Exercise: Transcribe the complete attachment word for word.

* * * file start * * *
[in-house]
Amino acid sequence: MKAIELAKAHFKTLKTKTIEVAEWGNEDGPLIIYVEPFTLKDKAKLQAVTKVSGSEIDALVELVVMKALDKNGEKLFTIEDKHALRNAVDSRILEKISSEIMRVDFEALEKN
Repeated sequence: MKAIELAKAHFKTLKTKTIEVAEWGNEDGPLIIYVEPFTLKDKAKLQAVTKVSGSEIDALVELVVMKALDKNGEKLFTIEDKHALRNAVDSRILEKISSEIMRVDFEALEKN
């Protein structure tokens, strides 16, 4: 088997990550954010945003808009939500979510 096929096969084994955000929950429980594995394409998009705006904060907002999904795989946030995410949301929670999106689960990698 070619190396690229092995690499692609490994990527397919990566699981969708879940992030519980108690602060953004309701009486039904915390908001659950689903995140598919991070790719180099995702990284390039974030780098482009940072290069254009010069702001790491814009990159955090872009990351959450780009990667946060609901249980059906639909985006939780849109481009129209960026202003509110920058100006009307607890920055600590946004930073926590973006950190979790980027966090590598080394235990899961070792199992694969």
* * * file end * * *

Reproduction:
[in-house]
Amino acid sequence: MKAIELAKAHFKTLKTKTIEVAEWGNEDGPLIIYVEPFTLKDKAKLQAVTKVSGSEIDALVELVVMKALDKNGEKLFTIEDKHALRNAVDSRILEKISSEIMRVDFEALEKN
Repeated sequence: MKAIELAKAHFKTLKTKTIEVAEWGNEDGPLIIYVEPFTLKDKAKLQAVTKVSGSEIDALVELVVMKALDKNGEKLFTIEDKHALRNAVDSRILEKISSEIMRVDFEALEKN
């Protein structure tokens, strides 16, 4: 088997990550954010945003808009939500979510 096929096969084994955000929950429980594995394409998009705006904060907002999904795989946030995410949301929670999106689960990698 070619190396690229092995690499692609490994990527397919990566699981969708879940992030519980108690602060953004309701009486039904915390908001659950689903995140598919991070790719180099995702990284390039974030780098482009940072290069254009010069702001790491814009990159955090872009990351959450780009990667946060609901249980059906639909985006939780849109481009129209960026202003509110920058100006009307607890920055600590946004930073926590973006950190979790980027966090590598080394235990899961070792199992694969």